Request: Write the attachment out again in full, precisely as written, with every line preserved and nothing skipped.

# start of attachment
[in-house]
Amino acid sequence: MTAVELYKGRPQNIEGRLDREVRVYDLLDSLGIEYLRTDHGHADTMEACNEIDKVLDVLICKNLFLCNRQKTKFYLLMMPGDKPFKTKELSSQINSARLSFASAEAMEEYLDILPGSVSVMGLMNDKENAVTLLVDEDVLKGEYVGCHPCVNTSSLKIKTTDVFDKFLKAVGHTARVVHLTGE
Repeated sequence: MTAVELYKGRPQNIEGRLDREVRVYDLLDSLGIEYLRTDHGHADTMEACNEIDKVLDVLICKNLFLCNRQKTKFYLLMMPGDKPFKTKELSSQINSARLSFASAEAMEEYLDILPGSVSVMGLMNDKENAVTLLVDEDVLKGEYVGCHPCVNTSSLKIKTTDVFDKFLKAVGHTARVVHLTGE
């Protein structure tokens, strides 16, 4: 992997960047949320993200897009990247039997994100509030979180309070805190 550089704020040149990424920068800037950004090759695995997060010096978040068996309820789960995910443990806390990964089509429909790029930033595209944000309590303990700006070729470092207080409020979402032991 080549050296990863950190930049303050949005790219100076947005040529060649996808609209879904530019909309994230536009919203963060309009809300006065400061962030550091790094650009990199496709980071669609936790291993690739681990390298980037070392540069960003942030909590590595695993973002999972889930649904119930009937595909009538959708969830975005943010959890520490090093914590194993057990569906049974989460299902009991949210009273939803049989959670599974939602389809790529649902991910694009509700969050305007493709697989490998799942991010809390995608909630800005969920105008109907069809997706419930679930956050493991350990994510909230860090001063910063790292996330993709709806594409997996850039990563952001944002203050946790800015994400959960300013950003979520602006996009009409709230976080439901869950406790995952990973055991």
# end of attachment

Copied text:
[in-house]
Amino acid sequence: MTAVELYKGRPQNIEGRLDREVRVYDLLDSLGIEYLRTDHGHADTMEACNEIDKVLDVLICKNLFLCNRQKTKFYLLMMPGDKPFKTKELSSQINSARLSFASAEAMEEYLDILPGSVSVMGLMNDKENAVTLLVDEDVLKGEYVGCHPCVNTSSLKIKTTDVFDKFLKAVGHTARVVHLTGE
Repeated sequence: MTAVELYKGRPQNIEGRLDREVRVYDLLDSLGIEYLRTDHGHADTMEACNEIDKVLDVLICKNLFLCNRQKTKFYLLMMPGDKPFKTKELSSQINSARLSFASAEAMEEYLDILPGSVSVMGLMNDKENAVTLLVDEDVLKGEYVGCHPCVNTSSLKIKTTDVFDKFLKAVGHTARVVHLTGE
């Protein structure tokens, strides 16, 4: 992997960047949320993200897009990247039997994100509030979180309070805190 550089704020040149990424920068800037950004090759695995997060010096978040068996309820789960995910443990806390990964089509429909790029930033595209944000309590303990700006070729470092207080409020979402032991 080549050296990863950190930049303050949005790219100076947005040529060649996808609209879904530019909309994230536009919203963060309009809300006065400061962030550091790094650009990199496709980071669609936790291993690739681990390298980037070392540069960003942030909590590595695993973002999972889930649904119930009937595909009538959708969830975005943010959890520490090093914590194993057990569906049974989460299902009991949210009273939803049989959670599974939602389809790529649902991910694009509700969050305007493709697989490998799942991010809390995608909630800005969920105008109907069809997706419930679930956050493991350990994510909230860090001063910063790292996330993709709806594409997996850039990563952001944002203050946790800015994400959960300013950003979520602006996009009409709230976080439901869950406790995952990973055991």